‘He didn’t preach from the heart… it’s not the same unless they preach from the heart!’ I can still remember the critique offered by my grandmother on the Sunday that we’d returned from church, having witnessed, in her opinion, the performance of a second-rate minister. He was exposed as such by the fact that he’d dared to use notes for his sermon. From time to time, this critique comes back to haunt me, as most Sundays I step into the pulpit with a fully script in my hand.
I was reminded of my grandmother’s views this morning, reading and watching the reports of Ed Miliband’s speech yesterday at the Labour Party Conference. What Ed said has now been overshadowed by what he didn’t say, as it’s emerged that his attempts to impress again with the party piece of speaking without notes backfired on him when he forgot whole sections of the speech which addressed issues such as the economy and immigration.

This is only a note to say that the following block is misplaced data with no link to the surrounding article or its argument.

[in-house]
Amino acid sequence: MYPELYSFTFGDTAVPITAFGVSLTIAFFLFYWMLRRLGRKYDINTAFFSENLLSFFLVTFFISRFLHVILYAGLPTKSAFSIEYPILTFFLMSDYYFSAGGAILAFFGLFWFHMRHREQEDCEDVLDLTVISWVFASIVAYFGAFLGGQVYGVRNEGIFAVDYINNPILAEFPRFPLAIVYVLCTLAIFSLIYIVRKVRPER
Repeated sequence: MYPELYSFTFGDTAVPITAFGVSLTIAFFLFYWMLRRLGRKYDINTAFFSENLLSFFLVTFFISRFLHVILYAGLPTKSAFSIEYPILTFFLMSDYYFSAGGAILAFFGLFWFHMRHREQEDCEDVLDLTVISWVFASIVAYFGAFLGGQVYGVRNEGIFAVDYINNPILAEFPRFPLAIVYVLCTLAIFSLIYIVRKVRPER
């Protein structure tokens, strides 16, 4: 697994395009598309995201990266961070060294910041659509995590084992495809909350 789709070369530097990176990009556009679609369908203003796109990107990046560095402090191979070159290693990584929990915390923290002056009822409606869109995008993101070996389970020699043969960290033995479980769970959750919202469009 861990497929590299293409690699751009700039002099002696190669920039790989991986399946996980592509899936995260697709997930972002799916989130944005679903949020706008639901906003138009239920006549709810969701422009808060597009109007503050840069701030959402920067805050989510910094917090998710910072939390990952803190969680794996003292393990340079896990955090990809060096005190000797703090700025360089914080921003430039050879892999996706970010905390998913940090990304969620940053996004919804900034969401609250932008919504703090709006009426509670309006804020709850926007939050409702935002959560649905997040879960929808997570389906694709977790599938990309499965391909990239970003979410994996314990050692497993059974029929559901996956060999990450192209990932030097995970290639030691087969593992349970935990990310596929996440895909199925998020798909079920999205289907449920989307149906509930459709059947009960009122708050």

It’s an astonishing error to make on such an occasion, which surely raises the question of why he put himself under the pressure of learning such a lot of lines for a major set-piece event. What do we learn about someone when they speak without notes? Does it really prove they have more passion, or just that they have a good memory? It could be argued that on some occasions, a memorised speech allows for a conversational style, which seems to have been the effect Miliband was aiming for yesterday. But the impression we’ve been left with is a disastrous attempt to put presentational gimmicks ahead of content and substance.
I still detect in some churches a preference for preaching which is extemporaneous. Sometimes, it seems to me that this is a viewpoint underpinned by anti-intellectualism, the suspicion that too many hours of research and reflection may end up taking off an edge of passion and zeal. But surely what matters most is effective preparation, weighing and sifting ideas, so that we speak a word which is thoughtful and truly can rise to the occasion. And whether or not what is delivered is done so with or without notes is surely of secondary importance.
But am I missing a point? Are there moments when a script diminishes a sermon? All views welcome…